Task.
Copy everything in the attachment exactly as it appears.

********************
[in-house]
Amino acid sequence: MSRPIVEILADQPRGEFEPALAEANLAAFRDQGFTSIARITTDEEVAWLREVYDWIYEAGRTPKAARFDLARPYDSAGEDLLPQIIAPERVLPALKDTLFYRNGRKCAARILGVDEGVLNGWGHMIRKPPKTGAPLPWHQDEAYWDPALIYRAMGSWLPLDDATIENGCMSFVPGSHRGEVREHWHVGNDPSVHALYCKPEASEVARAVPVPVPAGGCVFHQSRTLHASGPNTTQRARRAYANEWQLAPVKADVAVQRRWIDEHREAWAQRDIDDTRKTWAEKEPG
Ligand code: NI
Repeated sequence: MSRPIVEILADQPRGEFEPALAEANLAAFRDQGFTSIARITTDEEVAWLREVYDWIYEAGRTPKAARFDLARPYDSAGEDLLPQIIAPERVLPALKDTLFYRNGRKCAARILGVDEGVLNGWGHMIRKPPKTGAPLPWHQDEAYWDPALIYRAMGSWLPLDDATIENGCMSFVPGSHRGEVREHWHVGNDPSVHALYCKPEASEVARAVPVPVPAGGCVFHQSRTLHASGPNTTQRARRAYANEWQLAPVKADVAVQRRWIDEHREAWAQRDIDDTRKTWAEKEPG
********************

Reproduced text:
[in-house]
Amino acid sequence: MSRPIVEILADQPRGEFEPALAEANLAAFRDQGFTSIARITTDEEVAWLREVYDWIYEAGRTPKAARFDLARPYDSAGEDLLPQIIAPERVLPALKDTLFYRNGRKCAARILGVDEGVLNGWGHMIRKPPKTGAPLPWHQDEAYWDPALIYRAMGSWLPLDDATIENGCMSFVPGSHRGEVREHWHVGNDPSVHALYCKPEASEVARAVPVPVPAGGCVFHQSRTLHASGPNTTQRARRAYANEWQLAPVKADVAVQRRWIDEHREAWAQRDIDDTRKTWAEKEPG
Ligand code: NI
Repeated sequence: MSRPIVEILADQPRGEFEPALAEANLAAFRDQGFTSIARITTDEEVAWLREVYDWIYEAGRTPKAARFDLARPYDSAGEDLLPQIIAPERVLPALKDTLFYRNGRKCAARILGVDEGVLNGWGHMIRKPPKTGAPLPWHQDEAYWDPALIYRAMGSWLPLDDATIENGCMSFVPGSHRGEVREHWHVGNDPSVHALYCKPEASEVARAVPVPVPAGGCVFHQSRTLHASGPNTTQRARRAYANEWQLAPVKADVAVQRRWIDEHREAWAQRDIDDTRKTWAEKEPG